No, this is not what you think.
While we had Thai herbal massages on our trip to Thailand, as well as a lot of excellent foot massages in China and several of those funky foot massages where fish nibble on your feet too.
A Kenyan massage is riding just about anywhere in a safari vehicle.
The roads in Kenya were nothing like we ever expected. The roads in Nairobi are a little rough, yes there are some multi-lane highways, but a majority of the roads we encountered were two lanes, pretty bumpy and wide dirt shoulders where dust flies everywhere.
You see, in general, Kenyans walk everywhere and especially the Maasai.
Matatu and Motorbikes
There are small busses and vans called matatu, that are brightly colored, some with incredible artwork, most with loud music. These are privately owned and transport people everywhere.
The other mode of public transportation is motorbikes. You’ll find drivers all over the place, sitting under a lean-to or under a tree waiting for a fare. You simply hop on the back, and they take you wherever you are headed.
Speedbumps and Small Villages
The other things that add to a Kenyan massage are speedbumps, you’ll find them all over, especially heading through small villages.
With sheep and cattle grazing along the edge of the road, kids sitting and waving at traffic, people walking and motorbikes, you need to go polepole (po lay-po lay), which is Swahili for very slowly.
Outside of the city, the roadsides are incredible. People are gathering local markets to shop for everything under the sun.
We saw people hauling milk from local farmers to brokers who distribute it in the city, people with motorbikes hauling big bundles of handmade baskets and sometimes two and three people on a motorcycle.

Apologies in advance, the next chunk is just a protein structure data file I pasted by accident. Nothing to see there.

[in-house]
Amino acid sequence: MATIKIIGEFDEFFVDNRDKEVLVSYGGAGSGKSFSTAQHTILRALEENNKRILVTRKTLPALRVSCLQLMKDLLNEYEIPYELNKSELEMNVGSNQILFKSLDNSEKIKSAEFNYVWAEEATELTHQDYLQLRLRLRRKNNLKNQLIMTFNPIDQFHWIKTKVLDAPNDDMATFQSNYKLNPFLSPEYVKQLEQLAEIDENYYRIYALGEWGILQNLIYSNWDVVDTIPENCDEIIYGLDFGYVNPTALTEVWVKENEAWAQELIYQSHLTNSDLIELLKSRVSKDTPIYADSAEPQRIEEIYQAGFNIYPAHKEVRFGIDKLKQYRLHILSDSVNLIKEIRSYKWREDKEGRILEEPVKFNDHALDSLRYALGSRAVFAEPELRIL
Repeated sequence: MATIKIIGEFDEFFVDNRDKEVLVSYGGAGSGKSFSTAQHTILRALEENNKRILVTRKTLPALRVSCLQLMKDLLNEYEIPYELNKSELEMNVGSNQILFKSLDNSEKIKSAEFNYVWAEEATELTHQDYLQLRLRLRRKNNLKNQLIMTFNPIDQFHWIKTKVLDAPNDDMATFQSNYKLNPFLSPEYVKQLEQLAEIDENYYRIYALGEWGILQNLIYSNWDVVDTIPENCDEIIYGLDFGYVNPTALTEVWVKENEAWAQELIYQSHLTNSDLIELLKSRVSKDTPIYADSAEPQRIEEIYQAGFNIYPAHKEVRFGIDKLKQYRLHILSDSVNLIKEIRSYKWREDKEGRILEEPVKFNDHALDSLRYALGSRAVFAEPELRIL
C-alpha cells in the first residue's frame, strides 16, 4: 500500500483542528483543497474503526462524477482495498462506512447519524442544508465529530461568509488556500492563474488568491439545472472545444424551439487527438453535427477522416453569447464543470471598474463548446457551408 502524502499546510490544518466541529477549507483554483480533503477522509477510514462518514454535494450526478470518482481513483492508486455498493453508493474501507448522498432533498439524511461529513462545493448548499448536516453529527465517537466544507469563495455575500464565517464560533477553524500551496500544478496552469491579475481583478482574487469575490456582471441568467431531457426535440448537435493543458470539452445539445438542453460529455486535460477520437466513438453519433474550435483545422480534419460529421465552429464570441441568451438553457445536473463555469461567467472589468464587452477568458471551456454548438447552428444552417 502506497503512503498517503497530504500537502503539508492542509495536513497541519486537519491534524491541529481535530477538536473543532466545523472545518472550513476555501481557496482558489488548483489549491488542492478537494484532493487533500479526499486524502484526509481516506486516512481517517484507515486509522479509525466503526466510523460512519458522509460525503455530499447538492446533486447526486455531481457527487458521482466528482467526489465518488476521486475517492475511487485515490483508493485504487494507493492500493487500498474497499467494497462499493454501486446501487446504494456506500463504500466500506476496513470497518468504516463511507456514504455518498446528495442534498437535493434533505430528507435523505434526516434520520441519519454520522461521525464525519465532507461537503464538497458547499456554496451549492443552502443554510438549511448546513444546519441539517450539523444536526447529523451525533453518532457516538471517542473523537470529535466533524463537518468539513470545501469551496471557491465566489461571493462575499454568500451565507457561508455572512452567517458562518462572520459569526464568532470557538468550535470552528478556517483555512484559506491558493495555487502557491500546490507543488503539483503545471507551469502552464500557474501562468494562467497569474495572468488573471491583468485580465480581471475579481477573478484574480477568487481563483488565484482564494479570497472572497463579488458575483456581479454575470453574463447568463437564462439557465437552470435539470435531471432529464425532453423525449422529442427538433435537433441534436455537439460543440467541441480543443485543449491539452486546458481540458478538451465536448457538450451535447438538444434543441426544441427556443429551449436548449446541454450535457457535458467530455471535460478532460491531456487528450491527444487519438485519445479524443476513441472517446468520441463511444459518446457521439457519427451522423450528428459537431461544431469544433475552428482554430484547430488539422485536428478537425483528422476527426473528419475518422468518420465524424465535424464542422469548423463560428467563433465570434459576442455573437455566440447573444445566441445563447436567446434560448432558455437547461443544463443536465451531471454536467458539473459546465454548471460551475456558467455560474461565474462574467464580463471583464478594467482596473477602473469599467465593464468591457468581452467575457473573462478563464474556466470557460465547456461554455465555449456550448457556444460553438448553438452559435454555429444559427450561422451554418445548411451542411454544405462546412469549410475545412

Surviving The Ride
Sports bras for women are probably the best tip we could share. The other advice would be to pack a large bag of individually wrapped LifeSavers, it’s dry and dusty, so the mint helps keep your mouth fresh and moist, and you can only drink so much because usable clean restrooms are few and far between.
We wondered why our travel plans showed six-hour drives between locations to go 180 or so kilometers – once you experience the roads, you’ll understand why.
Crossing The Equator
One of the pit stops we made was at the equator in Nyandarua. It was fascinating as right off the road there were equator line banners where locals show you about the magnetic pulls on either side of the equator.
And, you can stand in both hemispheres at the same time!
There are guys who take a bowl of water with a pinhole in the bottom on one side of the equator the water spirals clockwise and about 20 feet away on the other side of the equator it spins counter clockwise.
More fun than watching this was watching the local kids, they ran out and waved, several people gave them candy, they smiled and ran back to play watching us to see if they could come back.
People we saw everywhere were incredibly happy, they get by with very little, and most have not seen enough of the outside world to know what they are missing. While it was hard to watch as we drove by, it never seemed to bother them as they went around their day to day lives.
Beyond the incredibly rough roads, the Chinese are adding a few major roadways, but they will not be done for quite some time, and the construction debris and detours are insane.
We detoured about six blocks off the main road and around the back of a village seeing cattle pens, back alleys and even rougher road.
Ten Miles Of Bad Road
If you have ever heard the expression “I feel like ten miles of bad road,” it was probably coined by someone heading to one of the Kenyan national game reserves.
Aside from the Nairobi National Reserve, which is right in the middle of Nairobi’s city limits, traveling to Samburu, or the Maasai Mara requires driving as much as 40 kilometers off the main road on what are genuinely cow paths.
Once you pass the park gates, you weave back and forth on narrow, rutty, rain warn paths for several hours. But, this is the only way to get into the wide open spaces, away from the noise and light pollution and transport yourself to another world.
As amazing as the images of the animals and camps we visited are, the openness of the spaces is just not something you can describe or really capture in a picture.